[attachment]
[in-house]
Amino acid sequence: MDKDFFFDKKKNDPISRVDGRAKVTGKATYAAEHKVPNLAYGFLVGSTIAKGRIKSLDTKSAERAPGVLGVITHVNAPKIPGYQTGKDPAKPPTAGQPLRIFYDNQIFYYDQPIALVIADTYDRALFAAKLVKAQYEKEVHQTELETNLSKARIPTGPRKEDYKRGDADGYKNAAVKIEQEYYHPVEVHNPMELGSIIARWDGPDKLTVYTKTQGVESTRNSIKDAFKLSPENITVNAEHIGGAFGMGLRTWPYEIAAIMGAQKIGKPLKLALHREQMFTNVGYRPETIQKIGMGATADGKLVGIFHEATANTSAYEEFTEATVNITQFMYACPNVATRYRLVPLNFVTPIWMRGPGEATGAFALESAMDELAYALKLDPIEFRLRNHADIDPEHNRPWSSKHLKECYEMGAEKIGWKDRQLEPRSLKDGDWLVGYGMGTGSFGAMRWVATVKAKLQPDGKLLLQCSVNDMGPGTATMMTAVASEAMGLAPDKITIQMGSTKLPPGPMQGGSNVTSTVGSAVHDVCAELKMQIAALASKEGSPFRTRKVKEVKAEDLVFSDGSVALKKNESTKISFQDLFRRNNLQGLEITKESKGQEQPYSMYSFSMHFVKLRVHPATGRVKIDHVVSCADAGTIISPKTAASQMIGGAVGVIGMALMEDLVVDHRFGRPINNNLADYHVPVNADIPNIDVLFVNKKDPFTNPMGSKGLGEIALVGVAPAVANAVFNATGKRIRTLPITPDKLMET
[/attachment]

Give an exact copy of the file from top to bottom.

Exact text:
[in-house]
Amino acid sequence: MDKDFFFDKKKNDPISRVDGRAKVTGKATYAAEHKVPNLAYGFLVGSTIAKGRIKSLDTKSAERAPGVLGVITHVNAPKIPGYQTGKDPAKPPTAGQPLRIFYDNQIFYYDQPIALVIADTYDRALFAAKLVKAQYEKEVHQTELETNLSKARIPTGPRKEDYKRGDADGYKNAAVKIEQEYYHPVEVHNPMELGSIIARWDGPDKLTVYTKTQGVESTRNSIKDAFKLSPENITVNAEHIGGAFGMGLRTWPYEIAAIMGAQKIGKPLKLALHREQMFTNVGYRPETIQKIGMGATADGKLVGIFHEATANTSAYEEFTEATVNITQFMYACPNVATRYRLVPLNFVTPIWMRGPGEATGAFALESAMDELAYALKLDPIEFRLRNHADIDPEHNRPWSSKHLKECYEMGAEKIGWKDRQLEPRSLKDGDWLVGYGMGTGSFGAMRWVATVKAKLQPDGKLLLQCSVNDMGPGTATMMTAVASEAMGLAPDKITIQMGSTKLPPGPMQGGSNVTSTVGSAVHDVCAELKMQIAALASKEGSPFRTRKVKEVKAEDLVFSDGSVALKKNESTKISFQDLFRRNNLQGLEITKESKGQEQPYSMYSFSMHFVKLRVHPATGRVKIDHVVSCADAGTIISPKTAASQMIGGAVGVIGMALMEDLVVDHRFGRPINNNLADYHVPVNADIPNIDVLFVNKKDPFTNPMGSKGLGEIALVGVAPAVANAVFNATGKRIRTLPITPDKLMET